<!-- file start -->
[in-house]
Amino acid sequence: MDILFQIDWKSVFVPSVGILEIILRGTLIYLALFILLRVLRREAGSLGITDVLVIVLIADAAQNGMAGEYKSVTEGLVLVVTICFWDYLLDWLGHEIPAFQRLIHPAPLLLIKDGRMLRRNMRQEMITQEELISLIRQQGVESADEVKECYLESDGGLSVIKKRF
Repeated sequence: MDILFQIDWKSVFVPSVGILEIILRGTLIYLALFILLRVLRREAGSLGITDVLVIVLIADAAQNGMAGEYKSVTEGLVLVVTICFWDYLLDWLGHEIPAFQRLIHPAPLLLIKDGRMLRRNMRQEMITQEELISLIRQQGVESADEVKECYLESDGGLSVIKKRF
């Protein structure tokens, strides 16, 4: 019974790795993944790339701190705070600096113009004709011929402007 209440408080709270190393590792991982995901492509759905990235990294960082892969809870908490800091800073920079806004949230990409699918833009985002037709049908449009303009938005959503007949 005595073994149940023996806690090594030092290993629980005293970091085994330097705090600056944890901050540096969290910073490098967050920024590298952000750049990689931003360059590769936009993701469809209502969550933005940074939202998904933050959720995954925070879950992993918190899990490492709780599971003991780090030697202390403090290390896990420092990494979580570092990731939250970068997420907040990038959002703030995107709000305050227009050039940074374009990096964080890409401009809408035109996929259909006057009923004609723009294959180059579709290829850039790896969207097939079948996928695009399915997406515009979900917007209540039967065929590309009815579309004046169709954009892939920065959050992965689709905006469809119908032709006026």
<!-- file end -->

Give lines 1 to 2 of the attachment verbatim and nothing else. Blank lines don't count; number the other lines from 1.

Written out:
[in-house]
Amino acid sequence: MDILFQIDWKSVFVPSVGILEIILRGTLIYLALFILLRVLRREAGSLGITDVLVIVLIADAAQNGMAGEYKSVTEGLVLVVTICFWDYLLDWLGHEIPAFQRLIHPAPLLLIKDGRMLRRNMRQEMITQEELISLIRQQGVESADEVKECYLESDGGLSVIKKRF